A decade after a bitter breakup, seminal alternative rock act the Pixies may reunite next year. At deadline, rumors of a tour and a potential new studio album remain unconfirmed. The group's manager t
A decade after a bitter breakup, seminal alternative rock act the Pixies may reunite next year. At deadline, rumors of a tour and a potential new studio album remain unconfirmed. The group's manager tells Billboard.com, "I have received an offer for the Pixies to perform in April. That said, over the past 10 years, I have received dozens of offers for the Pixies." A spokesperson for the group's former label, 4AD, had no comment on potential reunion plans.
The group's last major tour came while supporting U2 on a number of U.S. dates on the 1992 Zoo TV trek. Goldenvoice Promotions head Paul Tollett tells Billboard.com he has tried to book the Pixies "every year" for the Coachella Valley Music & Arts Festival in Indio, Calif. "I still haven't made any movement," he reports. "[I'm] not sure if they are speaking to each other."
The Pixies -- vocalist/guitarist Black Francis, vocalist/bassist Kim Deal, lead guitarist Joey Santiago and drummer David Lovering -- released four albums and an EP over the course of five years in the late '80s/early '90s, providing a blueprint for the alternative rock boom that dominated the latter decade.
In 1993, two years after the release of the group's final album, "Trompe Le Monde" (4AD/Elektra), Francis (real name: Charles Thompson) sent a press release to the media announcing the breakup of the Pixies. He went on to forge a solo career, now nine albums strong, as Frank Black. Deal found post-Pixies success with the Breeders, whose 1994 album "Last Splash" (4AD/Elektra) peaked at No. 33 on The Billboard 200 in 1994 and has sold 978,000 copies in the U.S., according to Nielsen SoundScan.
Black has been incorporating Pixies songs into live performances with his band the Catholics with increasing regularity over the past few years. Songs like "Where Is My Mind?," "Mr. Grieves," "Crackity Jones," "Nimrod's Son," "Holiday Song" and "Gouge Away" have all surfaced in recent setlists, and a version of the latter recorded in April in Regina, Saskatchewan, appears on a new Frank Black & the Catholics EP, "Nadine," licensed this week by spinART exclusively to a number of independent U.S. retailers.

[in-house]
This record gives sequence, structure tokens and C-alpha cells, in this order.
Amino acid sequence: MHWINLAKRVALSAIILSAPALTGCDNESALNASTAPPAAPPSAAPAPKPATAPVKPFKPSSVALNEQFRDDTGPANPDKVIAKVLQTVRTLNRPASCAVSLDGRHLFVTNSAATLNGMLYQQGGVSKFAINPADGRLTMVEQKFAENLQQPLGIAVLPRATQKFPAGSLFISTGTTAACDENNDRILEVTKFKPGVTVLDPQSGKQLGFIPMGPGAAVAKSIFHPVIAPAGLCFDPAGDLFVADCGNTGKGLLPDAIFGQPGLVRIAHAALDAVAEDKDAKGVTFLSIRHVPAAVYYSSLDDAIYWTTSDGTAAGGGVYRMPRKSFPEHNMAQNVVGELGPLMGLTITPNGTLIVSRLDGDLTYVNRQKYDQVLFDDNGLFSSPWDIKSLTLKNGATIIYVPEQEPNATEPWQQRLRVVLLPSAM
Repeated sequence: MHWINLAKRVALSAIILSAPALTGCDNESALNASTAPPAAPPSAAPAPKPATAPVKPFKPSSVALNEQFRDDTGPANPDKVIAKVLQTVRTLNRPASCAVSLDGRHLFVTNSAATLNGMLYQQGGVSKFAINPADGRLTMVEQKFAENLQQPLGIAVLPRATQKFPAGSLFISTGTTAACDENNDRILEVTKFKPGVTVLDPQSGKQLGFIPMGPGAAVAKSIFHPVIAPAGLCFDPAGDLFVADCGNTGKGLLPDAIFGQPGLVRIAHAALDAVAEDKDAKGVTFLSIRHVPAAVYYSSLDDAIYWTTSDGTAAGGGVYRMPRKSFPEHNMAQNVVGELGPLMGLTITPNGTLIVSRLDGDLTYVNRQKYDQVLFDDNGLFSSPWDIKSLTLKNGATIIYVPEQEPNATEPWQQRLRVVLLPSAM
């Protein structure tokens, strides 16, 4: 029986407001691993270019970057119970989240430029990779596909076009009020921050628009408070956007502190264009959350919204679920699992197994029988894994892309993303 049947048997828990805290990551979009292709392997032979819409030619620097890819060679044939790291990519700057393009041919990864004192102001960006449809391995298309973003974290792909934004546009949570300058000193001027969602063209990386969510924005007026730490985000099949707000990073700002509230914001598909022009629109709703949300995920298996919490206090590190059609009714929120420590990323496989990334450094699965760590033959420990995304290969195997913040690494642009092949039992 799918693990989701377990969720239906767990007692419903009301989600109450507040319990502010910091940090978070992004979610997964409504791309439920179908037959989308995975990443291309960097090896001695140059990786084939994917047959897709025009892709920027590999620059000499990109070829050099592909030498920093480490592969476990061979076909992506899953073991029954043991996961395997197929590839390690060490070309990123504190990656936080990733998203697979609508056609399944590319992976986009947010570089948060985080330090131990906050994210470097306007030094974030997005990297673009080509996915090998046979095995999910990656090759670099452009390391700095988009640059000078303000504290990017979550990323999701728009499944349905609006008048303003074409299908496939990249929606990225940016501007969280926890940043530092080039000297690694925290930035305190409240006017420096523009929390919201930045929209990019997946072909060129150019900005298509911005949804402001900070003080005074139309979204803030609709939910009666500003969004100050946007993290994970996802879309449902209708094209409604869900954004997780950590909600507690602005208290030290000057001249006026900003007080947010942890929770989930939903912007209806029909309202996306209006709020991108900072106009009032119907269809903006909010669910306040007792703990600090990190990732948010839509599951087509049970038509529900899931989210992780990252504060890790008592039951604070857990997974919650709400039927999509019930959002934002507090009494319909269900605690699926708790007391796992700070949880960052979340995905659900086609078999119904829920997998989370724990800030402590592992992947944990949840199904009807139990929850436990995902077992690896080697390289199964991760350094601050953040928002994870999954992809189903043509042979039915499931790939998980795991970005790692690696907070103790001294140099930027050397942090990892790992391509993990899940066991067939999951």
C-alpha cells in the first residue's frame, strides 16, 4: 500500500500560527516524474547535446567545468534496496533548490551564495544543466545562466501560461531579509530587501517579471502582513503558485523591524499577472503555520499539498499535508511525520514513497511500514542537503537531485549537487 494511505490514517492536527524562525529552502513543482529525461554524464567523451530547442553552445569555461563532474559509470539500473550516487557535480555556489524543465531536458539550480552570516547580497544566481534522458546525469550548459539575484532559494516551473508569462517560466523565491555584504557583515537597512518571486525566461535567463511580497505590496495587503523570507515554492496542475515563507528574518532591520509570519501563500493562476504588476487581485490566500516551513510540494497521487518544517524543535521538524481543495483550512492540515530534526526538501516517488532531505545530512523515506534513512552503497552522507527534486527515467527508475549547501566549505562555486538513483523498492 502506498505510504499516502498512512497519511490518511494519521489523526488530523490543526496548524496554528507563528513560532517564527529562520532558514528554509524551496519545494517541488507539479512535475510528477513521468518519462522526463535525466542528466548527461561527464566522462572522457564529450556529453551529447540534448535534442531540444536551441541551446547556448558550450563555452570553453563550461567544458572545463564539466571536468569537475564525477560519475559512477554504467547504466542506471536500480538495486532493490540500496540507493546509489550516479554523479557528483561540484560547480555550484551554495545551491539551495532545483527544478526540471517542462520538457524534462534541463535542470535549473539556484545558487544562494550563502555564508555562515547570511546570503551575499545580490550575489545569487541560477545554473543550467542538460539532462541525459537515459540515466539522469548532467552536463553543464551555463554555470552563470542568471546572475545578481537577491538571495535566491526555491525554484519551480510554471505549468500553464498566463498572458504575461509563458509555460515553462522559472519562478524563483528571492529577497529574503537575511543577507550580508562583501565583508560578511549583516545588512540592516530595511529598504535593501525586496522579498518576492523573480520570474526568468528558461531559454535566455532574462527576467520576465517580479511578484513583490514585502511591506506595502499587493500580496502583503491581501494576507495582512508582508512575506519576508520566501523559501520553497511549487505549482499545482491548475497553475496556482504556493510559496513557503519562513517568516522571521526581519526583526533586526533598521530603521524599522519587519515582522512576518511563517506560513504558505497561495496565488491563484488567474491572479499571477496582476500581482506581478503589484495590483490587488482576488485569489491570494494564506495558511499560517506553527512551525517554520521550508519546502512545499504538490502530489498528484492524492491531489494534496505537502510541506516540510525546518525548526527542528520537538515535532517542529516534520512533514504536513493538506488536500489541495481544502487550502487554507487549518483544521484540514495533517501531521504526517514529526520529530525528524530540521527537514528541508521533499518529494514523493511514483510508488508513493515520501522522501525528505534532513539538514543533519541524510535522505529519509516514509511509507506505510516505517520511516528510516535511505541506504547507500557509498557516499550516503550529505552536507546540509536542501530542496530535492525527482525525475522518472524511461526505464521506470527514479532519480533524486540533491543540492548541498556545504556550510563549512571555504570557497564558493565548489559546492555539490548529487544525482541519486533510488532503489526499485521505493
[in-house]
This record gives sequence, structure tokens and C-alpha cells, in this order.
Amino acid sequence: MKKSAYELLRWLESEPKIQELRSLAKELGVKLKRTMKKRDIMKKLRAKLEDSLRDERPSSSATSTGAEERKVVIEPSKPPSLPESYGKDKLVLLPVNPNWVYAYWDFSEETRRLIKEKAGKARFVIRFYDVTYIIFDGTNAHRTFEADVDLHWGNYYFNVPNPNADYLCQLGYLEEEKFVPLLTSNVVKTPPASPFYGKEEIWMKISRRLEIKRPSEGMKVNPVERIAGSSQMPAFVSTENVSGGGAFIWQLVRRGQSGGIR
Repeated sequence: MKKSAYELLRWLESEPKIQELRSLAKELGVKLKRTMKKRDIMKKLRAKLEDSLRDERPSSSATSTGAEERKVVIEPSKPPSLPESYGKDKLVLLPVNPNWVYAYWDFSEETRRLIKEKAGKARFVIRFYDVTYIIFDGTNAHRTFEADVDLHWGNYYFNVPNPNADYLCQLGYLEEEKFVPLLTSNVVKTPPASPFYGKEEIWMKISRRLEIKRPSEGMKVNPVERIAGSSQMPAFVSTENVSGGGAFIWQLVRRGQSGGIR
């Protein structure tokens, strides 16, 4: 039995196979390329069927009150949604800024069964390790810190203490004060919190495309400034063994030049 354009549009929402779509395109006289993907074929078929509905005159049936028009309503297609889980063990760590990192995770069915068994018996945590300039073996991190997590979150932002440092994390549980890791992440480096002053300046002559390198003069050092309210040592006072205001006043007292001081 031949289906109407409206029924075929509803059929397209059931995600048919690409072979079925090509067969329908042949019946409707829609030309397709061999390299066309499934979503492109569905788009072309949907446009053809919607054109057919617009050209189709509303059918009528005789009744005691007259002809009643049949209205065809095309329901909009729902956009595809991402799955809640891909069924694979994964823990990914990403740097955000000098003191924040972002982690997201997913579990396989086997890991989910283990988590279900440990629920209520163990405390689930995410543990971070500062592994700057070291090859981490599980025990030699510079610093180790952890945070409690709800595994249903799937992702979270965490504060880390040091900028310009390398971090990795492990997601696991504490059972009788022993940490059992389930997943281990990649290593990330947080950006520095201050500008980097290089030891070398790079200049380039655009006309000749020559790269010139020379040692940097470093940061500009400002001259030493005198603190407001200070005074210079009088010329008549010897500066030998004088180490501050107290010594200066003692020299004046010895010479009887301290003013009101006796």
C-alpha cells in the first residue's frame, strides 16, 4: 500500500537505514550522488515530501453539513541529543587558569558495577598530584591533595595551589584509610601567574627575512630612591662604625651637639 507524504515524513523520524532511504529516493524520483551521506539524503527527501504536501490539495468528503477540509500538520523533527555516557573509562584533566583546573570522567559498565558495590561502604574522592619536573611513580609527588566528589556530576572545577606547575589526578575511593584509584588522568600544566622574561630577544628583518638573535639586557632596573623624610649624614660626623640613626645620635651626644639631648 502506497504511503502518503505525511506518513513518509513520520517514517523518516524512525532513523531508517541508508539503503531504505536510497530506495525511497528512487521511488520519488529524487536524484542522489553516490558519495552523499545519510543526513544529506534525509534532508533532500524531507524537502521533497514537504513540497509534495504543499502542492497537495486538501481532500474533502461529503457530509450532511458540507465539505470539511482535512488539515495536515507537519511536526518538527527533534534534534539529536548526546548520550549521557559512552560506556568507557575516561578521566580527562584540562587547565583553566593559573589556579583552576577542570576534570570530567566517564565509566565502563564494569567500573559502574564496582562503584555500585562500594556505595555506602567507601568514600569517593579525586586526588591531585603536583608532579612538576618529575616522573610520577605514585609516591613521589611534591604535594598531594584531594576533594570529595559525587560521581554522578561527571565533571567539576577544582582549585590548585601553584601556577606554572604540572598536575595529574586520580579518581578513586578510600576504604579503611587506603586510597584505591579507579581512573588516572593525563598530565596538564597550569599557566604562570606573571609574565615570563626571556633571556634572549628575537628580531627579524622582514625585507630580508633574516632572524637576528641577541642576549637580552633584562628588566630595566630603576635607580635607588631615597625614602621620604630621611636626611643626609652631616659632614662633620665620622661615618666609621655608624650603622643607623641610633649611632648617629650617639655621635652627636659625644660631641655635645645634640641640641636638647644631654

In July, Black told London radio station XFM that he still fantasized about reuniting his old band. "I do dream about the Pixies reunion, I do have to say," he said. "It's like those schoolboy dreams when you don't do your homework and you don't study for the test, but I'm at the gig and we're hanging out, but it's an utter failure and I don't know the songs, and hardly anyone turns up for the gig and people walk out. That's what I'm afraid of, that it'd be a big, big failure."
He added: "We might. We do get together and have private jams together, but not for public consumption."
During the Pixies' career, the group never made a huge commercial dent (their top-selling album is 1989's "Doolitte" at 552,000 copies). But its impact on critics and fans was far reaching. A handful of collections of Pixies material have surfaced during the band's hiatus, including the 1997 Elektra double-CD set "Death to the Pixies," which featured favorites and live compilation discs. Last year, spinART Records released "Pixies," a collection of unreleased songs from the band's original 1987 demo tape.